Timothy Dwight (1752-1817), an American Congregational minister, was president of Yale College and New England's leading religious politician.
Timothy Dwight was born in Northhampton, Mass., into one of New England's most extraordinary families on May 14, 1752. His maternal grandfather was the famed theologian Jonathan Edwards. His mother, a woman of great intellect, educated him according to her own ideas. A child prodigy, Timothy was ready for college at 8, but Yale did not enroll him until he was 13. Studying 14 hours a day, he earned highest honors at graduation in 1769 but also developed an eye ailment that plagued him all his life.
Dwight assumed the headship of the Hopkins Grammar School in New Haven, Conn., for 2 years before returning to Yale as a tutor. There he joined the brilliant "Connecticut Wits," John Trumbull and Joseph Howe, who were patriotic belles-lettrists ambitious to make America "the first in letters as the first in arms." When Yale's aging president was forced to resign in 1777, Dwight, only 25, was pushed by some for the presidency. But the Yale Corporation had other opinions of the witty young man and called for his resignation instead. Before he left, Dwight married Mary Woolsey on March 3, 1777.
The following October the U.S. Congress appointed Dwight chaplain of the Connecticut Continental Brigade. A year later, on his father's death, he returned to his family in Northampton. He spent 5 vigorous years running two farms, preaching, sitting in the Massachusetts Legislature in 1781 and 1782, and founding a coeducational academy in 1779 to teach modern subjects as well as Latin and Greek. He left the school for the pulpit of Greenfield Hill, Conn., on July 20, 1783, where he established another school.
Dwight's journalistic assault against Yale started in 1783 in the Connecticut Courant; he used the pen name Parnassus. But when Yale's president Ezra Stiles prevented any legislative "intermeddling in college affairs," Dwight returned to the writing that had earned him prominence among the Connecticut Wits. The Conquest of Canaan, written earlier but published in 1785, was the first epic poem produced in America.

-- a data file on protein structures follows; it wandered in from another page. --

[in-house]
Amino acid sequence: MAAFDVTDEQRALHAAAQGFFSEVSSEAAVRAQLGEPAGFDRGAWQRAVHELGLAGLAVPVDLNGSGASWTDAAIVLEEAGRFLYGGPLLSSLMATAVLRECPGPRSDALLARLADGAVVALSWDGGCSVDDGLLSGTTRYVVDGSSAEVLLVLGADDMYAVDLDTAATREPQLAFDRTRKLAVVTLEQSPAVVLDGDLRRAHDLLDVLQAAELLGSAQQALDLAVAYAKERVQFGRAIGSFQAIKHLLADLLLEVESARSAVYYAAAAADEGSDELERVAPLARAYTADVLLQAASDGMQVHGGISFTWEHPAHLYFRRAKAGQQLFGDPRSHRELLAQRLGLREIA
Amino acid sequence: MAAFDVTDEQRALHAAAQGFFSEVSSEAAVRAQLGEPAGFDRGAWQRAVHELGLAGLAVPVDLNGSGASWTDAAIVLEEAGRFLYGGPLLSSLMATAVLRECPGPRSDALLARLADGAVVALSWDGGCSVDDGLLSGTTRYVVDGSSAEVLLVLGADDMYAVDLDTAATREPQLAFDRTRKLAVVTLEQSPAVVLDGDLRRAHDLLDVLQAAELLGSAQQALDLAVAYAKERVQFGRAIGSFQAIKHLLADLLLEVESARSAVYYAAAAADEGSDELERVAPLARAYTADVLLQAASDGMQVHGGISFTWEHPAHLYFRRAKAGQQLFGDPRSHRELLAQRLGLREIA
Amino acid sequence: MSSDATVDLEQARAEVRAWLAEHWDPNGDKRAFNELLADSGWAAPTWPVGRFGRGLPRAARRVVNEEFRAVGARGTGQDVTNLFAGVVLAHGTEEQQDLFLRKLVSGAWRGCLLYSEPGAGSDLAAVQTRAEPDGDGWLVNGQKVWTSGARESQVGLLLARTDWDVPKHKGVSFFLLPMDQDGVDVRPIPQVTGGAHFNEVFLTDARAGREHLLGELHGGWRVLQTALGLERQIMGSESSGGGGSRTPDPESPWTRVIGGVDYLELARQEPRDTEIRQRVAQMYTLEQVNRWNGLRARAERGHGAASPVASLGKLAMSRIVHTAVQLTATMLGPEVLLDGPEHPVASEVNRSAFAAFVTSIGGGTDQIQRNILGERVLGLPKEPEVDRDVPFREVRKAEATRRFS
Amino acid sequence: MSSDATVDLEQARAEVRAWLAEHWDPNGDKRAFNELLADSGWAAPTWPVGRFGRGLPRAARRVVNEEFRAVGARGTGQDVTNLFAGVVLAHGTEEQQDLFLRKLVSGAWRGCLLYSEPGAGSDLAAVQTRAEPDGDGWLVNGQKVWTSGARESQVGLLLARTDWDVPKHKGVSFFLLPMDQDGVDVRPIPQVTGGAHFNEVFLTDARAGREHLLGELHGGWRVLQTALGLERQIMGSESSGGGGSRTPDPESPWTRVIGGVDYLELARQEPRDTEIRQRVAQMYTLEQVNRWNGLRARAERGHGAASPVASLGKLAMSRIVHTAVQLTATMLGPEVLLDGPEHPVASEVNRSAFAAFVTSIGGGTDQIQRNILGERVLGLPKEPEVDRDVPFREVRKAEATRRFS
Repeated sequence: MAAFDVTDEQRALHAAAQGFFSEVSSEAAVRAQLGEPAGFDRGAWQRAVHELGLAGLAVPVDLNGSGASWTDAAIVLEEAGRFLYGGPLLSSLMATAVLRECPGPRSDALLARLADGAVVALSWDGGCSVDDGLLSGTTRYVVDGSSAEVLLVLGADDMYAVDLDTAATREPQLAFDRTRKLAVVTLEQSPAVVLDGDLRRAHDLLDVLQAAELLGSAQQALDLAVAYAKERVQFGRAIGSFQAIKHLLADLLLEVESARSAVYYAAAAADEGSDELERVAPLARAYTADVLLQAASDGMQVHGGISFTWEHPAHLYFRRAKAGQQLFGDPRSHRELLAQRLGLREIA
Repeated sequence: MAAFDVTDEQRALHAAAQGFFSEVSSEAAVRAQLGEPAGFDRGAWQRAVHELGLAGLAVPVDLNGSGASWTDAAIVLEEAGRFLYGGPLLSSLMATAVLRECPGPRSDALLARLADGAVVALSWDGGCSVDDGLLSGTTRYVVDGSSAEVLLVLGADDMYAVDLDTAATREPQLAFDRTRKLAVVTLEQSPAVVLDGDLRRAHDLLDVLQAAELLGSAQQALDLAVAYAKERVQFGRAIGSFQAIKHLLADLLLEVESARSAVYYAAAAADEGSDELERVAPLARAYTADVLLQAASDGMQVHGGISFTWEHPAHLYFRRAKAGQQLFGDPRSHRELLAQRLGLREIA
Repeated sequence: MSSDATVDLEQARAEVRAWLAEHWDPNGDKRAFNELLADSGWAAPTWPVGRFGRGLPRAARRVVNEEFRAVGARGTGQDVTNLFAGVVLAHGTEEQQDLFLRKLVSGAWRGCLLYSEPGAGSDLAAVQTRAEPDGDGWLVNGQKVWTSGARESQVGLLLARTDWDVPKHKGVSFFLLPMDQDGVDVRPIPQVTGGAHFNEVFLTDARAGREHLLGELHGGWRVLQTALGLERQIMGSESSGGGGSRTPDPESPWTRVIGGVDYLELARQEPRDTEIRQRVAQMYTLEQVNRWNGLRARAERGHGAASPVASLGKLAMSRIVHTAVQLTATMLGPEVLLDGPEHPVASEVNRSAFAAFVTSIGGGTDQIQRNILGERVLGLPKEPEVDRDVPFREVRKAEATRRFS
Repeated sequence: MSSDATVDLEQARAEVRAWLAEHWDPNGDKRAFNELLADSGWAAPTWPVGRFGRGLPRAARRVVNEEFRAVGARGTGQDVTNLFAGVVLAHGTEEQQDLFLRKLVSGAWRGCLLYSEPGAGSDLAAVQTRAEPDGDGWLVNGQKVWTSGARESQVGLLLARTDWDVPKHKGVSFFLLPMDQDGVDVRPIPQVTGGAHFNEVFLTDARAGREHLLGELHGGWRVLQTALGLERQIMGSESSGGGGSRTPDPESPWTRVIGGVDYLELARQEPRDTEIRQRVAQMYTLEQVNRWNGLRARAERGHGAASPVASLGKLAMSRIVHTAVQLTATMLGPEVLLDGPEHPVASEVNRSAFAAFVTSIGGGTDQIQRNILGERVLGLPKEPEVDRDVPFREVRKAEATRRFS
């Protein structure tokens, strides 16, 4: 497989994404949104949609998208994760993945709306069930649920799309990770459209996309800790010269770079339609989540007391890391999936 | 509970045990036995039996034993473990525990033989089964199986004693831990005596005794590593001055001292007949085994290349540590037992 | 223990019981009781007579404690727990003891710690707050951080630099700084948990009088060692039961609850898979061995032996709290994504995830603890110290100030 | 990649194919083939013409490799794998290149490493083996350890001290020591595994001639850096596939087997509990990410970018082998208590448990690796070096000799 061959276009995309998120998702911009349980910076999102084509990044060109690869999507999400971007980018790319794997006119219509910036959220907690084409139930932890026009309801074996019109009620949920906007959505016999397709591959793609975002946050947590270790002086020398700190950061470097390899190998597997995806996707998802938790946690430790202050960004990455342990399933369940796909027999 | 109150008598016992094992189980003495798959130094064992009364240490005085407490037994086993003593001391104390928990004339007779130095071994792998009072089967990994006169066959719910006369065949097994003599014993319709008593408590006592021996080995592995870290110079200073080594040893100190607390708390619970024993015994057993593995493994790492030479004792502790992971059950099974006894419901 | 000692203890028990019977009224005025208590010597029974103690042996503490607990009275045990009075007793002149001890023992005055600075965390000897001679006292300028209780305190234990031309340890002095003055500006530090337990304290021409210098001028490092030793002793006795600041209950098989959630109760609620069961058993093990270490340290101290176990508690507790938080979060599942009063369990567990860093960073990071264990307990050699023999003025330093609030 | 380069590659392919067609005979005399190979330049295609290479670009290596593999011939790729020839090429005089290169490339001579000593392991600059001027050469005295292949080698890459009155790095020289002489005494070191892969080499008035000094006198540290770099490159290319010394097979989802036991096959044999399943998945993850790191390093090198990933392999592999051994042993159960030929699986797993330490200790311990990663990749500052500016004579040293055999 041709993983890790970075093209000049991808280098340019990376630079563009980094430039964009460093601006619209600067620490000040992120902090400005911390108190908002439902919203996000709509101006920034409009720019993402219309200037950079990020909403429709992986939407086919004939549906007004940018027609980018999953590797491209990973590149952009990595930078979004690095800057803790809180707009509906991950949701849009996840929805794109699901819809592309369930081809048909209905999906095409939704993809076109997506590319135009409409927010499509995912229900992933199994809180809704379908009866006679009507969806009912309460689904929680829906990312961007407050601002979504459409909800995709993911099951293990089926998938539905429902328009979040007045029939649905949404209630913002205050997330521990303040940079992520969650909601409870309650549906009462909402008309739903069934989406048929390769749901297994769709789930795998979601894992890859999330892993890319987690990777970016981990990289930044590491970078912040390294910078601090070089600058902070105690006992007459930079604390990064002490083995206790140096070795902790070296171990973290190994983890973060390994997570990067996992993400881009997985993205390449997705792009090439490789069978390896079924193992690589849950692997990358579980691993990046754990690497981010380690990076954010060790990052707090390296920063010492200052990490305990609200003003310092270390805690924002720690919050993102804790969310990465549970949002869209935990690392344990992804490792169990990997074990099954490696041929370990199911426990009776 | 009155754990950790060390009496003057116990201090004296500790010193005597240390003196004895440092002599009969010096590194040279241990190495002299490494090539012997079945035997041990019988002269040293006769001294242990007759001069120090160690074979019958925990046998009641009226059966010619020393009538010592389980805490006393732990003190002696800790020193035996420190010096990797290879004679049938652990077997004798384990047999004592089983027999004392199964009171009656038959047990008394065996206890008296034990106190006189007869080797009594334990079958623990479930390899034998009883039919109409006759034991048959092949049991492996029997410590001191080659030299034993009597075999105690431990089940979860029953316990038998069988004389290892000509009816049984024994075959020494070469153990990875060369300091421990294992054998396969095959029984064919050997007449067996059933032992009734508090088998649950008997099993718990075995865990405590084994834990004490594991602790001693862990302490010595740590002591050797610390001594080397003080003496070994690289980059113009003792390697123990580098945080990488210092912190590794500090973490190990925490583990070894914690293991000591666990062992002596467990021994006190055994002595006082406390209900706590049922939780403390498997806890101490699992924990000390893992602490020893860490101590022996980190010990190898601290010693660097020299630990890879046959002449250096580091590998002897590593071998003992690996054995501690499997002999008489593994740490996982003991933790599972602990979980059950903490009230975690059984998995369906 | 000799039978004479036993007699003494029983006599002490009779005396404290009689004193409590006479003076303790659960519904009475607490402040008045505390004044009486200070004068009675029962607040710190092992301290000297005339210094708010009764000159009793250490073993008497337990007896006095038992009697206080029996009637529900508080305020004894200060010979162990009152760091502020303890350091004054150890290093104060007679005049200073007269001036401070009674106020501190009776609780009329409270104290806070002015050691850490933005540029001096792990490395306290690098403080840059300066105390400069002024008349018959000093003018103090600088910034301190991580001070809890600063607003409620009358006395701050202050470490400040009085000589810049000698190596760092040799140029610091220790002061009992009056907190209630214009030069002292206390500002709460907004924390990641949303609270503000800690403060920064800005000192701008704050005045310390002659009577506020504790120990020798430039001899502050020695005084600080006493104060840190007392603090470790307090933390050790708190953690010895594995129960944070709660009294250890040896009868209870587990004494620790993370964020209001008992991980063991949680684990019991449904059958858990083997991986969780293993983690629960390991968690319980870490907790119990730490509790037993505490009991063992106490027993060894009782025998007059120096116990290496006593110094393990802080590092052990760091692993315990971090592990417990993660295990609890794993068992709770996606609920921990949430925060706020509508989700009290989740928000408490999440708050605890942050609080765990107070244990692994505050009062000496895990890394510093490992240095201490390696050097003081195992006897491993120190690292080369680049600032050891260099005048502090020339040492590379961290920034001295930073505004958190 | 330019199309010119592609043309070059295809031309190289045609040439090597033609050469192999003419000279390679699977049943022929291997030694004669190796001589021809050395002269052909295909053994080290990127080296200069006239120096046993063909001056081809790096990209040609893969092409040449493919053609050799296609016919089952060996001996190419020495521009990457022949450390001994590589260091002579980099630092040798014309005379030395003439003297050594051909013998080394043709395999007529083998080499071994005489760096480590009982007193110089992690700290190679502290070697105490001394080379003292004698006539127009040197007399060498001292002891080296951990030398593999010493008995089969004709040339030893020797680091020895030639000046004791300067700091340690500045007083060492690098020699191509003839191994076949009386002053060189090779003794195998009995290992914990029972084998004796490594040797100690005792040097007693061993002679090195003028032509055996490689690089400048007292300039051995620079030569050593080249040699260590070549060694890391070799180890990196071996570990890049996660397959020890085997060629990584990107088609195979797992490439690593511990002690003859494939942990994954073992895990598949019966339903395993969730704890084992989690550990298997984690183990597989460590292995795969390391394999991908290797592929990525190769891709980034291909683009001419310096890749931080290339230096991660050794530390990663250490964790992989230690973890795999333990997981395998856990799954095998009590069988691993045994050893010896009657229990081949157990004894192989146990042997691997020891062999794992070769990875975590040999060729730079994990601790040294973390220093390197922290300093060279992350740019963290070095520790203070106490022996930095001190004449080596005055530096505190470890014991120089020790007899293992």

On June 25, 1795, Dwight accepted the presidency of Yale, a few weeks after the death of Stiles. For almost 22 years "Pope Dwight" (as the unregenerate called him) administered the college with great ability, ushering it into its modern era. No scholar himself, he had the vision to appoint men who were or would become scholars, and he allowed greater faculty participation in college government, traditionally the monopoly of the Yale Corporation and the president. Student relations were significantly improved, though Dwight held autocratic sway. Besides administering an exuberant college and giving counsel of weight in the affairs of state to visiting dignitaries, he taught the moral philosophy course to the seniors, supplied the college pulpit twice a Sabbath, and served as professor of divinity.
On Jan. 11, 1817, Dwight ceased to reign. His stormy life had personified the contradictions and strengths of New England Puritanism wedded to Federalism.
Further Reading on Timothy Dwight
The definitive biography of Dwight is Charles E. Cunningham, Timothy Dwight, 1752-1817 (1942). Kenneth Silverman, Timothy Dwight (1969), is a scholarly study. See also Leon Howard, The Connecticut Wits (1943). Ralph Henry Gabriel, Religion and Learning at Yale: The Church of Christ in the College and University, 1757-1957 (1958), contains a chapter on Dwight and American Protestantism.
Additional Biography Sources
Cuningham, Charles E., Timothy Dwight, 1752-1817: a biography, New York: AMS Press, 1976.
Wenzke, Annabelle S., Timothy Dwight (1752-1817), Lewiston, NY: E. Mellen Press, 1989.